Despite the suffering and challenges we face, we lack the culture of protest and rejection of bad governance. People are not prepared to make sacrifices on the barricades and as such resign their lives to fate. Yet, in this same country, we had, Aba Women Protest, Enugu Coal Miners Strike, Egba Women Protest, NADECO, Civil Society Groups, Occupy Nigeria and the recent ENDSARS Protest. But no nationwide protest over ASU/Government closure of universities for nearly a year, no pim on the excesses and political paganism of our legislators, nothing on the state of hunger and starvation in the country despite humongous expenditure on SUVs, Hajj and other scandalous spendings.

Yet, protests and counter-protests are all products of a healthy democracy, and thus help engage a wider public in important discourse that is often overlooked because it involves only a small minority of people.

In an age of increased complexity and in which the population has grown to demand more of a say, protest allows all people to make their voices heard, helping to surface opinions that might change Nigeria for the better, but might otherwise never be heard or taken seriously by the state.

Even in Islamic history, there are instances of the importance of followers asking questions and making demands on their leaders. A person cannot be a functioning member of his community if he or she lacks knowledge and wisdom. Equally a follower is expected to be courageous.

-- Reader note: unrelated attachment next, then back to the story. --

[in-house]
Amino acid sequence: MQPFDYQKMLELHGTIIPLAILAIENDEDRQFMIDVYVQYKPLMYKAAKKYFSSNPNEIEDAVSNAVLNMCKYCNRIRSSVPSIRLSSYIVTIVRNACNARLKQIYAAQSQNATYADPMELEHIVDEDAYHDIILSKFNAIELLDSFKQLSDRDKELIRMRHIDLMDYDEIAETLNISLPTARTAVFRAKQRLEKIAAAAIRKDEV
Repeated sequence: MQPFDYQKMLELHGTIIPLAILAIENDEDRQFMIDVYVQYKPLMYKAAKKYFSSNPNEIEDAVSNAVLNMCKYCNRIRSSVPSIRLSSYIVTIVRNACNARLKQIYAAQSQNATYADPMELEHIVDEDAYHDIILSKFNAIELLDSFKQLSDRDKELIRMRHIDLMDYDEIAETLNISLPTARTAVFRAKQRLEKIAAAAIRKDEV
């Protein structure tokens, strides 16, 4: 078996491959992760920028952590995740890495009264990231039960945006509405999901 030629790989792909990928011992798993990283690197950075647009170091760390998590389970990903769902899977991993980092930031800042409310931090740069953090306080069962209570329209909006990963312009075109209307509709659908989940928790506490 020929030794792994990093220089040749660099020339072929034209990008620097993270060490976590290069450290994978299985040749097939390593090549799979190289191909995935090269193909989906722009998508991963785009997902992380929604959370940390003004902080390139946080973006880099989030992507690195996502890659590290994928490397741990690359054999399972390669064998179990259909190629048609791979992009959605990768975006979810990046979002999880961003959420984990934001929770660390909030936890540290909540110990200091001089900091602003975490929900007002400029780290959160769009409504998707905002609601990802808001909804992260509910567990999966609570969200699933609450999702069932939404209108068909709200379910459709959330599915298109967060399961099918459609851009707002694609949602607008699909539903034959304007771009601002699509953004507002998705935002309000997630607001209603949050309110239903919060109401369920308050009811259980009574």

According to Mohammed Al-Işfahani: “courage is a quality of the soul, its heart’s strength against shock and composure when experiencing fear.” The Path to Virtue: The Ethical Philosophy of AlRaghib Al-Işfahani: International Institute of Islamic Thought and Civilization, p 275)  

The earliest followers in Islam were credible, honest and courageous. Therefore, they established themselves as independent, critical thinkers whose knowledge and wisdom are dependable. Bashir bin Sa‘ad (r.a) was a courageous follower during Omar’s (r.a) regime. He was bold enough to tell Caliph ‘Omar that they will straighten him as they do with their arrows if he fails to properly perform his duties as a leader.

Caliph Omar said, “It is the duty of the leader and followers to listen to each other and to voice out their concern.” He added, “When followers do not participate and provide input, they are not contributing something useful. And we are not useful if we do not consent to their contributions.” (Ali, A.J. (2005), Islamic Perspectives on Management and Organization. Cheltenham: Edward Elgar. P 135)

Of Tragedy and Hope: The fatherless child is snatched from the breast; the infant of the poor is seized for a debt. Lacking clothes, they go about naked; they carry the sheaves but still go hungry.  They crush the olives among the terraces; they tread the winepresses yet suffer thirst. The groans of the dying rise from the city, the souls of the wounded cry out for help. But God charges no one with wrongdoing (Job 24:8-12)

Barka Juma’at and a happy weekend

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Friday Sermon: Ebi ’Npawa ooo: Hunger is Killing Us ooo!

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By Babatunde Jose

Globally, almost one in ten people go to bed hungry every night.